Scene: a junk shop on the east side of town. Your blogger is waiting for the owner to name a price for a sound recording he found in the back in a box he wasn't supposed to go through (he hadn't known that, though). The dealer is going through every possible word combination on eBay in the hopes of finding a listing (and a price), though by now it's obvious there isn't one. Still, she searches. And searches. Lee correctly figures that she's stalling. Finally--"What's it worth to you?"
I'm willing to pay ten bucks. "Five dollars," I reply. "Ten, and it's yours." "O.K." Deal done. (I hate mind-reading dealers! Just kidding--she was quite cool. And savvy.)
And what a record. A magazine-insert 33 1/3 with three bands, lasting all of two minutes, and cooler than heck:
So, here's the scoop: a longer version of this Bell Telephone Laboratories record was released in 1963 on a 7" 45. Which, I found out by Googling, can be heard at Otis Fodder's 365 Days Project. (Under "Computer Speech")
And a copy of the 1963 45 recently sold on eBay for $40-something.
However.... My magazine-insert record is from 1961. So there. And it seems to have a different narrator.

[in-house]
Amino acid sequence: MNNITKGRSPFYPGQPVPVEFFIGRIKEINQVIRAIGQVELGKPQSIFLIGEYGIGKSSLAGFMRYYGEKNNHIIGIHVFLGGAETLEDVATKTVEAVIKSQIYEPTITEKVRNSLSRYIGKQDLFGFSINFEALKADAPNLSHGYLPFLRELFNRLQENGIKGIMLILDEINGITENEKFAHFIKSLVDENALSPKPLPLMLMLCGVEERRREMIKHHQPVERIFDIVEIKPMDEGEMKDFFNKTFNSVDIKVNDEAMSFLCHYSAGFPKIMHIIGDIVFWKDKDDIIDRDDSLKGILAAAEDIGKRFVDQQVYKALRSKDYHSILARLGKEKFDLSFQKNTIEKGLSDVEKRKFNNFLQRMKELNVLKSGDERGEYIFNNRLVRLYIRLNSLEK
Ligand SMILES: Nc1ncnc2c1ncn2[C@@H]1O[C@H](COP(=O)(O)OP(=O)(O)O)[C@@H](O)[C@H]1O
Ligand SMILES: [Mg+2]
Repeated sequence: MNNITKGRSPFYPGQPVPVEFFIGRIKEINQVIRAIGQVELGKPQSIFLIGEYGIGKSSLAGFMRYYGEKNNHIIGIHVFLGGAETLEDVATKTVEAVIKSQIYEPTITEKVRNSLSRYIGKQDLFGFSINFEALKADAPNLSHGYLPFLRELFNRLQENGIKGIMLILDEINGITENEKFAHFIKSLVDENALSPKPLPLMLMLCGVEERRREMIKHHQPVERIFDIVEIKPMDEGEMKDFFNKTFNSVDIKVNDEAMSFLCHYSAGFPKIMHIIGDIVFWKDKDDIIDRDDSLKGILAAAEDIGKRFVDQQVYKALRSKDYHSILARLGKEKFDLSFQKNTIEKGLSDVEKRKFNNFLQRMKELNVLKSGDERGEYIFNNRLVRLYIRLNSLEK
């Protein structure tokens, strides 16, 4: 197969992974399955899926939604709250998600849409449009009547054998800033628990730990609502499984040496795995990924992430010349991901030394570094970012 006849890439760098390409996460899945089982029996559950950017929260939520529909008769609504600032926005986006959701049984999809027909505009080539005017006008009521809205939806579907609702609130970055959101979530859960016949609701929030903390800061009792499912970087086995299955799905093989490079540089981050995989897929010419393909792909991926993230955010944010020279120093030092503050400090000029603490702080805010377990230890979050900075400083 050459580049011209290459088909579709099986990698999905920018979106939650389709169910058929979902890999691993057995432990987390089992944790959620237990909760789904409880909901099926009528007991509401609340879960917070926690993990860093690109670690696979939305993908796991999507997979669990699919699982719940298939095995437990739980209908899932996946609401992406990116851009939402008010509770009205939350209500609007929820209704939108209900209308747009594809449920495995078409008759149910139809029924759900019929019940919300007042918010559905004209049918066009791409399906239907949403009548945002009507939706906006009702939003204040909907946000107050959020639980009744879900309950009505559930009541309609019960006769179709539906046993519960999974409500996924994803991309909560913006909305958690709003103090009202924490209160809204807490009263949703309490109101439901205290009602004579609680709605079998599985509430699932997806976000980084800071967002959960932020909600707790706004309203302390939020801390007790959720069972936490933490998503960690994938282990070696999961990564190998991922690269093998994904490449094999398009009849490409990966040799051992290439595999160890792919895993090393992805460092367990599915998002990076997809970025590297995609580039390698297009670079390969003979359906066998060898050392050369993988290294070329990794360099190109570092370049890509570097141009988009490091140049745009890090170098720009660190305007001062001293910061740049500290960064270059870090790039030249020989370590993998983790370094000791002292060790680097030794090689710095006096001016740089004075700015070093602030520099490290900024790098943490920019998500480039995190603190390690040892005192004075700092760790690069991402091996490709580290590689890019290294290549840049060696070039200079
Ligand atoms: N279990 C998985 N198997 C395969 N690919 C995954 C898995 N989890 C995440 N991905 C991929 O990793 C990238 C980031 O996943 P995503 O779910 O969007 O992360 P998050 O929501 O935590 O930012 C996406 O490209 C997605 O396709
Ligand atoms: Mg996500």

Explains the back of the insert: "The samples of speech on this recording were produced by an electronic digital computer. They are a by-product of a research project at Bell Telephone Laboratories to obtain a better understanding of the nature of speech."
"Each speech sound is specified on a separate punched card," it continues. A series of cards are fed into a "high-speed, general purpose computer," and the synthesized speech is recorded onto half-inch magnetic tape, after which the tape "is fed to another machine which converts the digital information to a variable magnetic sound track suitable for playing on an ordinary tape recorder playback." See? Simple as pie.
Band 1 is entitled "The computer speaking." 2 is "The computer reciting a soliloquy from Hamlet." 3 is "The computer singing." Just wait until you hear what it's singing! (Cue the 2001 title music):
Synthesized Speech--Produced by Bell Telephone Laboratories, 1961. From magazine-insert 33 1/3 RPM disc.
That was COOL.
Well, I think, anyway. And it's possible I have a less common version of an already uncommon record. Whatever. It's cool. I daresay, it's HAL-acious.
I hope you en-joyed that re-cord.